In its initial Sudan policy review, the Obama administration pledged that it would regularly evaluate the progress of peace in Sudan—or lack thereof. The administration’s approach was clear:
“Assessment of progress and decisions regarding incentives and disincentives will be based on verifiable changes in conditions on the ground. Backsliding by any party will be met with credible pressure in the form of disincentives leveraged by our government and our international partners.”
Secretary of State Clinton, October 19, 2009
“There will be no rewards for the status quo, no incentives without concrete and tangible progress. There will be significant consequences for parties that backslide or simply stand still. All parties will be held to account.”
Ambassador Susan E. Rice, October 19, 2009
Because the administration had not publicly disclosed the precise benchmarks it is applying to assess developments, nine leading Sudan advocacy organizations co-authored the report ‘Clear Benchmarks for Sudan’ in January 2010.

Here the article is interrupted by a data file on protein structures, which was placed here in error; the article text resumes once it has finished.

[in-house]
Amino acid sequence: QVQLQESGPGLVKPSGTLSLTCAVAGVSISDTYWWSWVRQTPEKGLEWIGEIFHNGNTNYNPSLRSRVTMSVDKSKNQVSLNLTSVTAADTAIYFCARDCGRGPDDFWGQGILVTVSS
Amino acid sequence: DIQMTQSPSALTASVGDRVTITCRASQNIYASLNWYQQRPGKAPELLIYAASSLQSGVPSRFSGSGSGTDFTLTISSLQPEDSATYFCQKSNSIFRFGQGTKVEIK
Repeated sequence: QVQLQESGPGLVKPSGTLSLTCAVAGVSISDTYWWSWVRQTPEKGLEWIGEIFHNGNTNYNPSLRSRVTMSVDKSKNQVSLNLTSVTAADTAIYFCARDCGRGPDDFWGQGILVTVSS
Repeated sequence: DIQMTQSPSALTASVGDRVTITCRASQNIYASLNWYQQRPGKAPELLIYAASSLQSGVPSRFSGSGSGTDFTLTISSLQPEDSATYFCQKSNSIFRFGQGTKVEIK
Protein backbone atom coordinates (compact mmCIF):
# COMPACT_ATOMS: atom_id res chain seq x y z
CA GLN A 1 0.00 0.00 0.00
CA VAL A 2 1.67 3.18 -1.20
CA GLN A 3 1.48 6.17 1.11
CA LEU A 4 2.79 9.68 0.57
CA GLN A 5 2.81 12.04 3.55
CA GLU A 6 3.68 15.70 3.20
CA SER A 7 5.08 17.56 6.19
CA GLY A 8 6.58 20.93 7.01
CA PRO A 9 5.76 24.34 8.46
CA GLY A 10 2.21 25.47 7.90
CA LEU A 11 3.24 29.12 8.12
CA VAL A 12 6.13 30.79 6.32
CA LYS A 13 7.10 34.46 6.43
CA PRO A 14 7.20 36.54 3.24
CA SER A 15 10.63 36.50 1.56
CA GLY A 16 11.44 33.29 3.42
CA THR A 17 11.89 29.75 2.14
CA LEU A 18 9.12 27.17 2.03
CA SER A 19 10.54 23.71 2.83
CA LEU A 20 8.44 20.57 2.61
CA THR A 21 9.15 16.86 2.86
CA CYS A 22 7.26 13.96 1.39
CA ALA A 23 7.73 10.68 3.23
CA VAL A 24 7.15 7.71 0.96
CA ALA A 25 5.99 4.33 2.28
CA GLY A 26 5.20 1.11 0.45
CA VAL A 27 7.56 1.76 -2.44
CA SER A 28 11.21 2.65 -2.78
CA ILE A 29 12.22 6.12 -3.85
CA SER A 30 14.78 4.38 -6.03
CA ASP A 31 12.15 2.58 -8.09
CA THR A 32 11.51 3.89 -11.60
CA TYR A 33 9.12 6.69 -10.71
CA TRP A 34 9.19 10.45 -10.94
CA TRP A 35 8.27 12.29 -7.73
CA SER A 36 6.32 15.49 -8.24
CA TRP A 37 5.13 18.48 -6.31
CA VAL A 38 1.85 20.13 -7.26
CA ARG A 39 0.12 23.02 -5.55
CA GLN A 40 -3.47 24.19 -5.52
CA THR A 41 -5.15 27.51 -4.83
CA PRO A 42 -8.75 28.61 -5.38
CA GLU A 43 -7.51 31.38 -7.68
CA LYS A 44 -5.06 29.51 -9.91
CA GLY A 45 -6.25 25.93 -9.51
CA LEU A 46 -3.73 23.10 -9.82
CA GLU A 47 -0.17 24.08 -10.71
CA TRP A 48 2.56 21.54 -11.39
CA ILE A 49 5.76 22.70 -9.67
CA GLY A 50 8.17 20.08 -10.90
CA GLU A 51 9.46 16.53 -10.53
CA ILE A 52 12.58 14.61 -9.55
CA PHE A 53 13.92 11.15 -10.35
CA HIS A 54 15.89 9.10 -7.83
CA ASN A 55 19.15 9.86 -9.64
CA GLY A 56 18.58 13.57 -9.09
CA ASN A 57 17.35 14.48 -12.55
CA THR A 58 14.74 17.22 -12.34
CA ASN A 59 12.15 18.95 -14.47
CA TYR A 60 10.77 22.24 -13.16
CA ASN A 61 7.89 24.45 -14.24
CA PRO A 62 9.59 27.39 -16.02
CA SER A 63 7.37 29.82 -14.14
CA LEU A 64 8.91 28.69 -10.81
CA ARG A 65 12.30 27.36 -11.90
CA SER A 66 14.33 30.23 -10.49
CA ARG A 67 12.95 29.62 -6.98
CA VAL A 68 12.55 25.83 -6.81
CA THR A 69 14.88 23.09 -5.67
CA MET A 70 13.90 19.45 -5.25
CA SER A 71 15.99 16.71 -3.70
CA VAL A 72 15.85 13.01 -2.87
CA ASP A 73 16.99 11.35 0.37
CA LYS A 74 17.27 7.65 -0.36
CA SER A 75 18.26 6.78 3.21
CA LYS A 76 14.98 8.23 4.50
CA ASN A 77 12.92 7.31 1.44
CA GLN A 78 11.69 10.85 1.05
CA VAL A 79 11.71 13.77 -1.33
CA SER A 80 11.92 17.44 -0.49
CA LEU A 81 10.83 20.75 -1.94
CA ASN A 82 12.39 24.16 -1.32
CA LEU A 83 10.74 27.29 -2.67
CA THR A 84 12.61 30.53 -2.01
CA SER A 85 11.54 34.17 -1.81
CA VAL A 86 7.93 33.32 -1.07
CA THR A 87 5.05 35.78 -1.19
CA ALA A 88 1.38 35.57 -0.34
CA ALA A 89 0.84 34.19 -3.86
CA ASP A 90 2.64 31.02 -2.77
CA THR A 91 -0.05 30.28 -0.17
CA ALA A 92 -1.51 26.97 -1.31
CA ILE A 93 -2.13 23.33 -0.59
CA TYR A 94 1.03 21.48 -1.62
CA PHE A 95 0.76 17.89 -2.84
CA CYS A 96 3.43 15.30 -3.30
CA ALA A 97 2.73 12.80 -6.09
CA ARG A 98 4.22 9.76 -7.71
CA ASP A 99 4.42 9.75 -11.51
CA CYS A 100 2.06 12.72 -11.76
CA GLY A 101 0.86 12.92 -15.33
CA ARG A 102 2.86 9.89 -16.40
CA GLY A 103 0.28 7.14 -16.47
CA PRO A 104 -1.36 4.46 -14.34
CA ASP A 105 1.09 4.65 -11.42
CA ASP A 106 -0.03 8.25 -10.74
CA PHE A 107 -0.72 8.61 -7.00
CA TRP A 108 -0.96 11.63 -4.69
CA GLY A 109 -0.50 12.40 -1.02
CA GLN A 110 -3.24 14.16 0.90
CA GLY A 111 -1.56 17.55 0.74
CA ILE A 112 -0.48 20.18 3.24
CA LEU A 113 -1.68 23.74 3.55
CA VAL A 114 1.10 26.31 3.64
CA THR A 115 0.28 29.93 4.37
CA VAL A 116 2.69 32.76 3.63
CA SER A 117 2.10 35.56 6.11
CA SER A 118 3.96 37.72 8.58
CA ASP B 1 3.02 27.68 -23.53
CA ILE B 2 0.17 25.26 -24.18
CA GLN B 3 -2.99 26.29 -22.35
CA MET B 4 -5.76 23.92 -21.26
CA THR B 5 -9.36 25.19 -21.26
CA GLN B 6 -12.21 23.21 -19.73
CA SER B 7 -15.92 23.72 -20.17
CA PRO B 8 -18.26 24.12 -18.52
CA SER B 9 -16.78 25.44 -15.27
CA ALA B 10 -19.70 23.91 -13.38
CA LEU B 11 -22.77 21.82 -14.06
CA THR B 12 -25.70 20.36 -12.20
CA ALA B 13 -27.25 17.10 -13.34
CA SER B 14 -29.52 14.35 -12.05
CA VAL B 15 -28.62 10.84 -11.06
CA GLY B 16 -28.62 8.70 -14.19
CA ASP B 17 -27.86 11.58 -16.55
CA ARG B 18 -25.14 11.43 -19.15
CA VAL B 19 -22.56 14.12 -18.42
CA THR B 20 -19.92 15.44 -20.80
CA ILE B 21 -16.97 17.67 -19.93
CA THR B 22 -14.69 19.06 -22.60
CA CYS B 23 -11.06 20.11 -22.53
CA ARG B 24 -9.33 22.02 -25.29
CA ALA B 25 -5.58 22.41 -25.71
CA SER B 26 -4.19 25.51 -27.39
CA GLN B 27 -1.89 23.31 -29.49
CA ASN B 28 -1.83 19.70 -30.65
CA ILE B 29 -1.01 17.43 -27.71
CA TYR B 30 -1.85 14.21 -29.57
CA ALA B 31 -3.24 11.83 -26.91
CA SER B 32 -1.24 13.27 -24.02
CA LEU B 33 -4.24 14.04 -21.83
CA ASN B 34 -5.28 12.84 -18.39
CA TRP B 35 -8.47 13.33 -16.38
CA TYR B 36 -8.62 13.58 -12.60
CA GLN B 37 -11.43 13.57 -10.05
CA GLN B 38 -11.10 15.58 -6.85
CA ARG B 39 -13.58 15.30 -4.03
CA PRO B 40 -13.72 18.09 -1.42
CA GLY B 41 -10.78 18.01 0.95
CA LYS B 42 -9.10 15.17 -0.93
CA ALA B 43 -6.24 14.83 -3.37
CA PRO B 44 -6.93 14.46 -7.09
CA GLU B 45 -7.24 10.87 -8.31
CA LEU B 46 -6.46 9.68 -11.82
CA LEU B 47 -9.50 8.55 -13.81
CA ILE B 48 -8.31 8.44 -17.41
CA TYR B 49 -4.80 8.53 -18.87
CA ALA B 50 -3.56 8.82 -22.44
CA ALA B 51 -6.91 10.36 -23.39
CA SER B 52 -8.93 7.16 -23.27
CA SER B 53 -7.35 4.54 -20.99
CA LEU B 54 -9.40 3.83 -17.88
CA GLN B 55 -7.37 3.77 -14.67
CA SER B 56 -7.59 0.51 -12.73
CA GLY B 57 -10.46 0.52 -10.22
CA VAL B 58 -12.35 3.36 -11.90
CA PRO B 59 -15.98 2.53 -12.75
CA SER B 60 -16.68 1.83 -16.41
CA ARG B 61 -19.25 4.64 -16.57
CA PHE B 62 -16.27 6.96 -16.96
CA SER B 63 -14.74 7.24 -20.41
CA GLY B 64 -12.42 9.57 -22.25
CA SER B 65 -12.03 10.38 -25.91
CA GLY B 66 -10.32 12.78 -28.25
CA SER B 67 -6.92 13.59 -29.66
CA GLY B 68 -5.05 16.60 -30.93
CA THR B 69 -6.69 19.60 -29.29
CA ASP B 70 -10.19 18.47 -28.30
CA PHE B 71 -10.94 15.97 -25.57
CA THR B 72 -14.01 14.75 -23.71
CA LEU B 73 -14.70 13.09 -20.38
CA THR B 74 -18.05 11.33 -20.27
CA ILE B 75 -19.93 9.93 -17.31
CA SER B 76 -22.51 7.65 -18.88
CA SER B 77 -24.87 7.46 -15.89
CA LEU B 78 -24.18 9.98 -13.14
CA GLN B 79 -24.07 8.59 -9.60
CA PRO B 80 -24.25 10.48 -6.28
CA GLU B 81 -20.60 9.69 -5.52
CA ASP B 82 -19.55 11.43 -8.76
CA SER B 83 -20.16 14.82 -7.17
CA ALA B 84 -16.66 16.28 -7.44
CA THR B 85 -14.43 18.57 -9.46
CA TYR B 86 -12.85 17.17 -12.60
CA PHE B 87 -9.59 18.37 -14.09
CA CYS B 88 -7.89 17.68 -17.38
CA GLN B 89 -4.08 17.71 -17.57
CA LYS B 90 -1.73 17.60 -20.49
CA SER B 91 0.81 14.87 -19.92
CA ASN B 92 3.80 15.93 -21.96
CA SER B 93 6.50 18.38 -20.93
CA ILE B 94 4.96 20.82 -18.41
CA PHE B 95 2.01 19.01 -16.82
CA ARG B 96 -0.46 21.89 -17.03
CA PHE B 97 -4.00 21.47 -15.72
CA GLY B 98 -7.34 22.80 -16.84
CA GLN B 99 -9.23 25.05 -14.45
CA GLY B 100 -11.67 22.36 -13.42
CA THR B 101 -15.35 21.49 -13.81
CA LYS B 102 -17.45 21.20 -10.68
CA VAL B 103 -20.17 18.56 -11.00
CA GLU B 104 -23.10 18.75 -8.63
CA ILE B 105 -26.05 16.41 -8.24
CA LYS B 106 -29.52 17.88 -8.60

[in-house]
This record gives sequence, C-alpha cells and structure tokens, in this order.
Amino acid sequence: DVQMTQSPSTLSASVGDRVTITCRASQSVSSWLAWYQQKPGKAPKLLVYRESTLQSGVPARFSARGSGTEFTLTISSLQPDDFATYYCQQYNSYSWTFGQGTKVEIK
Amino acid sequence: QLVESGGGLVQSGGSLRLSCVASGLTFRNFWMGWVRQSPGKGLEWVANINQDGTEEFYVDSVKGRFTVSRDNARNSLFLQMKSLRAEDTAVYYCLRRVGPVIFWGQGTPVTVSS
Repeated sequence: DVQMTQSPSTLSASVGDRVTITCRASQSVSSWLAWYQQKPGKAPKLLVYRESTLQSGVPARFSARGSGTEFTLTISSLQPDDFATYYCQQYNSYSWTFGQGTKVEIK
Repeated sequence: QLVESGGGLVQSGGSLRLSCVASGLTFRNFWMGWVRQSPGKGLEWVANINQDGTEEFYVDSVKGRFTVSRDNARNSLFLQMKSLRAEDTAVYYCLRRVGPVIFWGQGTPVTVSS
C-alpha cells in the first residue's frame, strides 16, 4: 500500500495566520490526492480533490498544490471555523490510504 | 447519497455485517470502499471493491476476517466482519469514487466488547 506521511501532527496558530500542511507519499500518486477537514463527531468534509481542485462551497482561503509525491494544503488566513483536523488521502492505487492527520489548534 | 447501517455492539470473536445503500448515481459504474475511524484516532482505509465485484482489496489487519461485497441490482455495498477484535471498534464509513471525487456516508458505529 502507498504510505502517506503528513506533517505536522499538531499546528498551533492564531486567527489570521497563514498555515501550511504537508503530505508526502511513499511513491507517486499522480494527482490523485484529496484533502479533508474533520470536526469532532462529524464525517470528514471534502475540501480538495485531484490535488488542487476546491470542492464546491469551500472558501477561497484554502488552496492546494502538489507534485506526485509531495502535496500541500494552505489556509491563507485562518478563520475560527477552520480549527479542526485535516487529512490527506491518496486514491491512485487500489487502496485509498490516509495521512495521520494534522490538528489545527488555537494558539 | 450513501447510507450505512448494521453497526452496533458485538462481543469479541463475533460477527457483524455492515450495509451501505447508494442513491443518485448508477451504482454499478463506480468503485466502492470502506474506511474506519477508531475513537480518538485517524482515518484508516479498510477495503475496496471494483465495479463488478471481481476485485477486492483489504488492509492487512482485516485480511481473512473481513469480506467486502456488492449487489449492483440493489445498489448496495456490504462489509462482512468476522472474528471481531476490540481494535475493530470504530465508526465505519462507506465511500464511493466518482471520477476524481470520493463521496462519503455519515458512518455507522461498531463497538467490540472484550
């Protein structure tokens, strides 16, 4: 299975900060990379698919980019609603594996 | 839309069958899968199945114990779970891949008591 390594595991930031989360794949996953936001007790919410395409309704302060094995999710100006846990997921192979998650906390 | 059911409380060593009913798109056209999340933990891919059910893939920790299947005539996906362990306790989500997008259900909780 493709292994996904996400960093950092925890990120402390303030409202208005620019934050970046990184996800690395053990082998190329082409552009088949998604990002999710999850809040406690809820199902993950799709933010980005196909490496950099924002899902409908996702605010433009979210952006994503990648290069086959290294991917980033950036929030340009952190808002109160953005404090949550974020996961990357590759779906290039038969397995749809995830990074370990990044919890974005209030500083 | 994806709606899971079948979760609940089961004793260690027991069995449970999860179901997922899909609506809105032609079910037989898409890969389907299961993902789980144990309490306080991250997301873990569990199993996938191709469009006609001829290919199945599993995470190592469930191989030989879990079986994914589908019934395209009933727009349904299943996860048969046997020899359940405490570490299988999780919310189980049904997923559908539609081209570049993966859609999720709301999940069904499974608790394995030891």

Based upon the rigorous analysis of leading indicators across nine overarching categories of benchmarks, the Enough Project, the Save Darfur Coalition, and partners developed the following assessment of the amount of change or improvement that has been observed in key areas over the last six months. A more detailed examination of the factors driving each of these criteria is spelled out on the following page.
The absence of improvement during the past six months is a significant cause for concern. All parties, including the National Congress Party, the Sudan People’s Liberation Movement, rebel groups, and others, should be held accountable. As President Obama stated, “If the Government of Sudan acts to improve the situation on the ground and to advance peace, there will be incentives; if it does not, then there will be increased pressure imposed by the United States and the international community.”
President Obama and Secretary Clinton must own Sudan policy far more directly, and actually implement pressures and incentives where appropriate or face growing risk that violence in Sudan will spiral out of control.
Endnotes State Department, Remarks on the Sudan Strategy, October 19, 2009.  Ibid.  The White House, Statement of President Barack Obama on Sudan Strategy, October 19, 2009.